Glocal = Global + Local

It’s been two weeks since our gathering at the 2014 JPIC US Federation Meeting. I must say that the stillness that comes after a huge event like that is quite refreshing. However, sentiments of sadness also spring forth as memories of the new friendships formed, laughter shared, and stories exchanged also resurface. I am so blessed with all of this and look forward to sharing this with all of you bloggers!

So what does “GLOCAL” have to do with it?

All of us who attended the JPIC meeting have adopted this oddly intriguing word from Carol Zinn who adopted it from the United Nations.

GLOCAL= Global + Local

This mathematical  function of addition  is used to concretely explain how “glocal”  is the sum of two separate words, “global” and “local”. The concept of addition is one that is not foreign to any of us. We have been taught since grade school to understand how two separate numbers, even those of vast difference, have the ability to be combined– directly affecting one another, and resulting in a sum that represents the combination of the original numbers. After no longer standing as separate integers, one cannot recognize solely from the new sum the distinct differences of the original two numbers.

Say for example if someone simply said to you, “the sum of two numbers is 10.” You would have no idea what those two numbers were because they could be a combination of many [two] numbers. i.e. 5+5, 9+1, 4+6….etc.

I was chemistry major and a mathematics lover so bear with me.

Why do I bring the logic of addition-based math into this? As simple as we know basic addition to be, we [as a society] have difficulty sometimes applying this theory and practice to our own lives, to our own worldviews, to our own practices….How so?

It seems that today we are obsessed with the idea of “what is mine is mine” and “what is yours is yours”. It seems that we are more interested in what makes “you and me” “different”, instead of what makes “you and me” the “same”. It seems that today our headlines are focused on “borders and barriers” and “us vs. them”. It seems that more and more we are only concerned with what is happening “locally” because it is here and “globally”, well that is “over there”. It seems that since the fall of the Berlin Wall, we still continue to build barriers that exclude everyone…everyone but ourselves.

We are more disconnected. More dis-concerned. And more unable and unwilling to see that like the simple logic of the addition of two numbers, WE [all] directly affect one another. Locally and globally. Here and there. Both us AND them. We, like combined integers [even those of vast difference], directly affect one another. We depend on the other to create a sum [a world] that when standing alone [or in our case when looked at as a whole], cannot tell what two numbers [or persons/things] create it.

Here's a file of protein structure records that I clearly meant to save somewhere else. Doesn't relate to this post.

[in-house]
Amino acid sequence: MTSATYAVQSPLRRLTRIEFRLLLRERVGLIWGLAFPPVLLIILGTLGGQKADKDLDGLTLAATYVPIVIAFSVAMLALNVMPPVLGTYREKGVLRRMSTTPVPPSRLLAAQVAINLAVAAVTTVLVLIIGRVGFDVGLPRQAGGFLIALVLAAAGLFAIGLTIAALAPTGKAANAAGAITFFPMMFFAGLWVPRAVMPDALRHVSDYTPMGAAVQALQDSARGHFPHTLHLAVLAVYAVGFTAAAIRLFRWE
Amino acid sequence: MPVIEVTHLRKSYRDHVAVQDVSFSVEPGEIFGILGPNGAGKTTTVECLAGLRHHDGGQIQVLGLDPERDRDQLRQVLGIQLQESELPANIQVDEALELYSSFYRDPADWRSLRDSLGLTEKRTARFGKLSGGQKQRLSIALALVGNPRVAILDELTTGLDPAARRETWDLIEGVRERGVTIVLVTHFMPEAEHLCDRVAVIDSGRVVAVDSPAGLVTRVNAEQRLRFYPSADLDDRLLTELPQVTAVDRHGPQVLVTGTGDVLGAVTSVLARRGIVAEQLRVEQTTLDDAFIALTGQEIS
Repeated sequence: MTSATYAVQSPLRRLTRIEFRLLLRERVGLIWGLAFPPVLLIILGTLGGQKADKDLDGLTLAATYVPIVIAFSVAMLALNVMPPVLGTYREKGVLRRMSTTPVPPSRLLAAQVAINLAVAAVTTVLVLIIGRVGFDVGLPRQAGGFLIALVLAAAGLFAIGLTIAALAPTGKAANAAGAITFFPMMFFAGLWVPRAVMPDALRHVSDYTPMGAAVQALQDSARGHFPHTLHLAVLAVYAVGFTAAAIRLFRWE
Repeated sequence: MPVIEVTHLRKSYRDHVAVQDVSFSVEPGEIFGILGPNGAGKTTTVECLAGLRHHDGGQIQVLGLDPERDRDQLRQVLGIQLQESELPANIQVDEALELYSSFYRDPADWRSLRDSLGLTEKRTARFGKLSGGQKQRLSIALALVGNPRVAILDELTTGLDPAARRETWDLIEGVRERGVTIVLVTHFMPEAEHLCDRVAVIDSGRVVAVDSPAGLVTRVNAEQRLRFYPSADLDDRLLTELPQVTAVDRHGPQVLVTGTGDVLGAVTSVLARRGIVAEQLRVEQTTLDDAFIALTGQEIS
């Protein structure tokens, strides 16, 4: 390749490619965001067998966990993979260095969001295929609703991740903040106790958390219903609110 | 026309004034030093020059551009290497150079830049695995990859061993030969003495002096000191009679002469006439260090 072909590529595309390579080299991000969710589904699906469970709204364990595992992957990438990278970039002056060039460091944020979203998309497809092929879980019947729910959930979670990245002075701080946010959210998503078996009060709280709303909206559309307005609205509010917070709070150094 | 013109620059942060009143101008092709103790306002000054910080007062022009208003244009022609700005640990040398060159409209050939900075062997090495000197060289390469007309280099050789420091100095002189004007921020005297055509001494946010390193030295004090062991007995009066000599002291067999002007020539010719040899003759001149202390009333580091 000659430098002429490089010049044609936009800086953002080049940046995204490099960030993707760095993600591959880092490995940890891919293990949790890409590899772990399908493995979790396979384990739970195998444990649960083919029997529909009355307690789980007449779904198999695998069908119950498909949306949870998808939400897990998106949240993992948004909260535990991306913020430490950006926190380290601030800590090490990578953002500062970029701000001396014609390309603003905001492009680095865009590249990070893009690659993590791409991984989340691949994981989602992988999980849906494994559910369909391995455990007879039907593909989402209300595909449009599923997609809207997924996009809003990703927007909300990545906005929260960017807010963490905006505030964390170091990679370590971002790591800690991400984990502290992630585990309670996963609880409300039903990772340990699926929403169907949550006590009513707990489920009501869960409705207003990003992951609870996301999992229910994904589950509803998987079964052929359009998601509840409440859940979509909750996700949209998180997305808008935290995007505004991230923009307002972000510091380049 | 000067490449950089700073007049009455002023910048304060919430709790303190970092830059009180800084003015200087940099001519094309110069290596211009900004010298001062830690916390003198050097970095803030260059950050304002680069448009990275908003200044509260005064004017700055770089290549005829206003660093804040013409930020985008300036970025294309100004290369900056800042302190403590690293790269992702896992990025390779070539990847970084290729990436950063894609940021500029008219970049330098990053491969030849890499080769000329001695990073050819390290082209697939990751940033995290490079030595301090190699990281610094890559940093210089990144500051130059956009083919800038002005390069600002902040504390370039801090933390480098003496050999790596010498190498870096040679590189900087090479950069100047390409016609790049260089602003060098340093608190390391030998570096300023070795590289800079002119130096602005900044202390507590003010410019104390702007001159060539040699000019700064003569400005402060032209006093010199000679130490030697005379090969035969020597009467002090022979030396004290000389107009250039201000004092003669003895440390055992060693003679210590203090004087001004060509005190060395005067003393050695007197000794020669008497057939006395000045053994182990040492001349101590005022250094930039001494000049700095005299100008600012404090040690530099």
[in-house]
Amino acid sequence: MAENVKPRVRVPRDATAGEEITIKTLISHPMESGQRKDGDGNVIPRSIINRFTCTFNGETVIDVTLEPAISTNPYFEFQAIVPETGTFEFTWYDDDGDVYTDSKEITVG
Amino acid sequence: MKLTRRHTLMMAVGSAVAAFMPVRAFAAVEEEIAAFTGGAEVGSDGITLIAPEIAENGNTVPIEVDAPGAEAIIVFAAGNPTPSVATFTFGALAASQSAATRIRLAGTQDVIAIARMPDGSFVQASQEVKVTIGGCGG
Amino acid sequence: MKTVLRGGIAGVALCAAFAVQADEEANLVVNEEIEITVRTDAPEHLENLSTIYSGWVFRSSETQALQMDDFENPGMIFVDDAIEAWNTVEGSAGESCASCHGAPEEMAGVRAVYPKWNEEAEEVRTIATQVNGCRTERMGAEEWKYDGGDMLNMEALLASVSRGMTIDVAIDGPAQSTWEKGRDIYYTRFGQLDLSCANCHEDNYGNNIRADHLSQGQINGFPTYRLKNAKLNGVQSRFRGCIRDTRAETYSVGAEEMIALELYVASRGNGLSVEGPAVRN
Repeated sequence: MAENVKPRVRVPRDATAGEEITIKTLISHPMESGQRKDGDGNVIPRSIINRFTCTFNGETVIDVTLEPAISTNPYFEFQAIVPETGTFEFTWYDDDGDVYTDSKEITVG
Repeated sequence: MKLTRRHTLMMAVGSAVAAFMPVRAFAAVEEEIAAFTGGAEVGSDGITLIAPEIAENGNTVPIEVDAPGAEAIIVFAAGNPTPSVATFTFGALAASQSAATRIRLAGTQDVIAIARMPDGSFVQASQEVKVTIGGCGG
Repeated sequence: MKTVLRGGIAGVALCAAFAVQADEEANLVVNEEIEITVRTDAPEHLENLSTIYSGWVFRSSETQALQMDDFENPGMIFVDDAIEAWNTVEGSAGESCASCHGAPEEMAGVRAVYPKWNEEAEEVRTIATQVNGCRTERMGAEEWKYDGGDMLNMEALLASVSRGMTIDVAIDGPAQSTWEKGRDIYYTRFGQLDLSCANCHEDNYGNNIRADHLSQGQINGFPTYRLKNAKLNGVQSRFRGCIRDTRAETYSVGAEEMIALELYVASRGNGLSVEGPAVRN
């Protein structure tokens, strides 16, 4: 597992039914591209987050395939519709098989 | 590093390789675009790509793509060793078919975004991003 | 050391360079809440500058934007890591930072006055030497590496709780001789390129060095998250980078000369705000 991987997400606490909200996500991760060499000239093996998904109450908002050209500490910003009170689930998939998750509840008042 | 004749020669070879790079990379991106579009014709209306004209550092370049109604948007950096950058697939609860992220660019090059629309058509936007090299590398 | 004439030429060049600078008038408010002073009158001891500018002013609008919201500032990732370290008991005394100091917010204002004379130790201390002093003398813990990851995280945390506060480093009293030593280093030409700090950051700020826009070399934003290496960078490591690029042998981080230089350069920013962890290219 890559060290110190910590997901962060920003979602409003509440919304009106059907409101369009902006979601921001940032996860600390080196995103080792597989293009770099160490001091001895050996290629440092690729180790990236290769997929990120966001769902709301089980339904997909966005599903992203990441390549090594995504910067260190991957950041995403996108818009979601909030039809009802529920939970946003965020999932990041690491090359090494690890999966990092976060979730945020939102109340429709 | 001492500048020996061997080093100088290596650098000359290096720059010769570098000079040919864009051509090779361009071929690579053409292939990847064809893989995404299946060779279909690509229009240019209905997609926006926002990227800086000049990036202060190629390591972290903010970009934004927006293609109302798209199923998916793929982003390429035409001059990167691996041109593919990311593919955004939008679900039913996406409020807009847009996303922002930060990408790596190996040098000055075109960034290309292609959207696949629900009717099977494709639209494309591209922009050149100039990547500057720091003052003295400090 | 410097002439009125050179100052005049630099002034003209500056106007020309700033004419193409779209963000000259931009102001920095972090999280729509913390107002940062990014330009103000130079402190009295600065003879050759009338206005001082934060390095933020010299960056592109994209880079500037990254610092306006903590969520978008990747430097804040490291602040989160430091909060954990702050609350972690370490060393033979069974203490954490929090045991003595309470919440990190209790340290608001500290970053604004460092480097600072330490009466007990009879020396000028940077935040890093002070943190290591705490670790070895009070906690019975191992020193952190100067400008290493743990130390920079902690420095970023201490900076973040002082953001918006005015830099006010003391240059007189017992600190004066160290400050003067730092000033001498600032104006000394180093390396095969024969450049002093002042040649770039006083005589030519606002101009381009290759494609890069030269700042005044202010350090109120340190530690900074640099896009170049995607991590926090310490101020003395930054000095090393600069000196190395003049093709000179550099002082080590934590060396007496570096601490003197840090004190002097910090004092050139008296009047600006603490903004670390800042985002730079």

I guess what I’m getting at and what Carol reflected on for those few days at the meeting, is that there is no “global” and “local” as two separate entities. There is no “us vs. them”. There is no “here” and “over there”. There are no “borders and barriers” that make us separate, different, or less or more than the other.

There isn’t ANY of this; because at the end of the day, we are one in the same. We are all human beings who attain the natural beauty of diversity. But what is not natural to us is the ugliness created by division. Yet, we move toward this…

We yearn for a more peaceful world. Yet, we are resistant to feeling anything for those who suffer in Syria, West Africa, and Ukraine among many other desolated countries. We are so quick to look at issues of poverty, hunger, gender inequality, racism, and disease as “global” issues affecting “other” nations. However, the reality is that these issues are present in our own lives and we play a role locally–contributing to these problems by our actions and through our silence.

Carol reminded all of us that what we do or do not do locally affects [all] globally. She reminded us that there is no separation between the two. She reminded us that we are all connected to one another, to the earth, and to the universe. Although it takes much time for all these dots to connect, for all the “simple” math-based logic to make sense, we have the ability to create this GLOCAL world. We have the ability to create the kind of world we all want– one with equality for all, one with justice for all, and one with peace.

Thanks for sticking with me until the end of the blog!

In Peace,
Jackie, SJW Justice Office Program Assistant

More pictures from the JPIC Meeting! Enjoy!

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Kick off to the 2014 JPIC Federation Meeting Blog Series!

“The Ministry of Justice”

My years in college were collectively the root of all new experiences. The best way I can describe my life prior to these years is a life lived in a comfortable and safe bubble. I was never blind to the presence of disparities in our world. I was never ignorant to the injustice that people experienced. I was never unaware that some people had more and others had less. However, until college, I did not understand the depth of it all. I did not understand that even in my small and comfortable bubble I thought was so safe, I was involved. I did not understand that I affected and in turn, was affected by acts of injustice that I once felt so disconnected from.

So how did college bring this new reality to light?